So, here you see the U.S. pops more, and the car is obviously a rustbucket.  I like how it didn't really take much for him to change the whole aesthetic.  Adding some dents and some wires holding the hood down are enough to get the whole point across.

You'll also note that in this version, the blue and red split at the top of the page gradually shifts to a more realistic appearance at the bottom of the page.  The car and the road are basically "real."  And as for our heroes, we opted, at Matt's suggestion, to keep them "gray" both in keeping with the color theme and their morally gray behavior in the book.

In fact, the only difference between these two is that the crack is black in one and white in the other.  I think we were all more partial to the white crack due to the color scheme.  (It's not like the U.S. colors are red, black, and blue.)  We briefly toyed with the idea of having something in the white crack, writing perhaps, as though the book were literally split in two.  I briefly wondered if having that be the text of the Constitution or the Declaration of Independence or something might be interesting, but ultimately I think we all agreed the cover was busy enough as is.  So all that was left was to add the title and byline:

Ain't that a beaut?  Quite a change from my original MS Paint design, too, isn't it?  The title coloring re-emphasizes the political themes and also gives it a cohesive look.  Throughout the course of making this cover I've been showing it to people and asking what they think the book's about.  Tonight I showed the final image to someone and they guessed just about on the nose.  And I think at a minimum it's intriguing.

So, how about you, dear readers?  What's been your experience with the covermaking process?  If this topic doesn't get a robust debate going in the comments I'll be very surprised.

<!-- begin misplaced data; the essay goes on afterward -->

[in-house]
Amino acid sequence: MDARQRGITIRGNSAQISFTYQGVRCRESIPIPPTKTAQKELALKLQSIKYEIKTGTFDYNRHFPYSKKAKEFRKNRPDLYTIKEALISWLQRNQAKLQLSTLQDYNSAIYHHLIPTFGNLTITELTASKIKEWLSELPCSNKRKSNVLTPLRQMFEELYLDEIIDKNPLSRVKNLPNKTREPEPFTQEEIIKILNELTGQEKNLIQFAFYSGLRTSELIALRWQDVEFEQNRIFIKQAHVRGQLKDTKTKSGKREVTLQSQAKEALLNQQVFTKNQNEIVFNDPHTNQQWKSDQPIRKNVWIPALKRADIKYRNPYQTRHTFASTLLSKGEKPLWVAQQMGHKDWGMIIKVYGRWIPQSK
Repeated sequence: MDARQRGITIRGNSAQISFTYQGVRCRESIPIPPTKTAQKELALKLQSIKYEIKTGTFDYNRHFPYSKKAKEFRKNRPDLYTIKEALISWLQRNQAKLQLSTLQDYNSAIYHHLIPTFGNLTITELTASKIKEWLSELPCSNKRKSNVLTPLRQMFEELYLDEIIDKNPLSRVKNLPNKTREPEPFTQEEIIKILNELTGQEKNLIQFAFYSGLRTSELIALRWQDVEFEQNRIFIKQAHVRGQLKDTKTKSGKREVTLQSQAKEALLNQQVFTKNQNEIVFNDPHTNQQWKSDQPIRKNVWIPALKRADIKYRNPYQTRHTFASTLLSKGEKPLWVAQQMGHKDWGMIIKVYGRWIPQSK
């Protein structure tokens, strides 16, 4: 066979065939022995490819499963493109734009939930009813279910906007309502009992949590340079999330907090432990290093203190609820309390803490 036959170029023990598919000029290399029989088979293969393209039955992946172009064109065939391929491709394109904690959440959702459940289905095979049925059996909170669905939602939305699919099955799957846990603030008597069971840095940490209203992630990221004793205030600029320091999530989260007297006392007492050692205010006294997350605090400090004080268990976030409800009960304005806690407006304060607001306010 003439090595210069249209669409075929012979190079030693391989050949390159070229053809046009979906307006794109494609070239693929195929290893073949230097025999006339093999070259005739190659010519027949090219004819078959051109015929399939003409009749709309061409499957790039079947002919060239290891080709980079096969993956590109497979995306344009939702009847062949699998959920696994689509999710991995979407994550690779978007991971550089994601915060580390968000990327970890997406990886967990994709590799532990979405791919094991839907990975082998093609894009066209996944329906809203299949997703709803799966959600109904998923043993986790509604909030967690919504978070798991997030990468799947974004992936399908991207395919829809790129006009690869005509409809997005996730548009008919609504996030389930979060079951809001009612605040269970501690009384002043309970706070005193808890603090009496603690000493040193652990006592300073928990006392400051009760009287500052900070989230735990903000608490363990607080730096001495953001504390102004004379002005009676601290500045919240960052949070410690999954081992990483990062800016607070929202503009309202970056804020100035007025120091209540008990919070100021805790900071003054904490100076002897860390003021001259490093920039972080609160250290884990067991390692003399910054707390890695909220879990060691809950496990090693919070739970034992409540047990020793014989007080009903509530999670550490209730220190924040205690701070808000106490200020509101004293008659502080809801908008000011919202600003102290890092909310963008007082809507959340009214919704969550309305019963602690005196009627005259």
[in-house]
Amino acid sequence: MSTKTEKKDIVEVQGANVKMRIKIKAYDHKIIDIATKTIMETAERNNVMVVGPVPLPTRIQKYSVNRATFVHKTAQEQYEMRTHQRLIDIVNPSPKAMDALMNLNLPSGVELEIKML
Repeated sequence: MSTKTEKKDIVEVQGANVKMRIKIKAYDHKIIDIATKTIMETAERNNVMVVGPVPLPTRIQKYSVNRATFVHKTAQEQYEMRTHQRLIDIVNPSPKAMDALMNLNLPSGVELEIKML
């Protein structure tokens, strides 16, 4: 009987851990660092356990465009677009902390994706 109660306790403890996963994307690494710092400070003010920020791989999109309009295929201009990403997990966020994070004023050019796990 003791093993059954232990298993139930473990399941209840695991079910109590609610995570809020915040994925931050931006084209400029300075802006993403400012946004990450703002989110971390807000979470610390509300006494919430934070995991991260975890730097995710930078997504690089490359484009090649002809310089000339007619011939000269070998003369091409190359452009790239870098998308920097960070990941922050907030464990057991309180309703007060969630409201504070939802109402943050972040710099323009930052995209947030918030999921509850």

Carrie Beckort said...

First things first - congrats on the upcoming novel!

Second - thanks for sharing your cover process. I love seeing how it developed from concept to final. And you are so lucky to have people willing to work with you!

I'm like you in that I know a good cover when I see one, but don't ask me to design one! When I started my self-publishing journey I knew how important the cover was, and I knew my limitations. So I started researching and found a designer that I thought met the things I was looking for. It's been great working with Scarlett Rugers. Our process is that I tell her what I'm looking for - dark, hopeful, clean, people/no people, etc. and as much about th novel as I can, including key elements. Sometimes she will read the entire novel if she feels she needs more info. I might even name a few covers that I think have the general tone/feel I'd like for the cover. Then I let go of control and see what she comes back with. I hired her for a reason, and I know she would be able to give me so much more if I let her think of the concepts herself. For 2 out of my 3 covers, I didn't ask her to change much of anything. They are very close to her original concepts.

It really needs to be a partnership between the author and the designer. I've had nothing but success so far with Scarlett Rugers.

Kimberly G. Giarratano said...

I love the final result. I'm one of those writers who can see the cover in her head but has no idea on how to execute. I don't know how to use Photoshop so I hire designer who take my ideas and make them a thousand times better.

My cover artist for Dead and Breakfast, the wonderful Rachel Lawston, did a secret pinterest board with me. She pinned covers and I commented on what I liked and didn't like about them. From that, she knew exactly what kind of aesthetic I was looking for. I knew I liked detailed design and silhouettes and that I wanted a conch shell on the cover to represent the Key West setting. I love my cover and she hit it out of the park.

Having a good relationship with a cover designer is key for indie authors.

Stephen Kozeniewski said...

Very cool. :) Can you share her contact links, Carrie? I would think our readers would appreciate being able to check her out after that ringing endorsement.

Stephen Kozeniewski said...

Oh, wow, that Pinterest idea is inspired. Once in a blue moon I'll put novel ideas on an IRL whiteboard because it helps to visualize it.

Also, same question as Carrie: can you share some of Rachel's contact info? Maybe this post will end up being a good resource for folks looking to find a good cover designer.

Carrie Beckort said...

Great idea - here's the link to her website:

Jonathan Schramm said...

What a before and after! I haven't gotten to that point yet, but this was quite the education. Thanks for sharing! Now I'm going to see if I can spot Jane...

Stephen Kozeniewski said...

Spotting Jane is fun. We'll have to remember to ask Mary some of the places we've spotted her.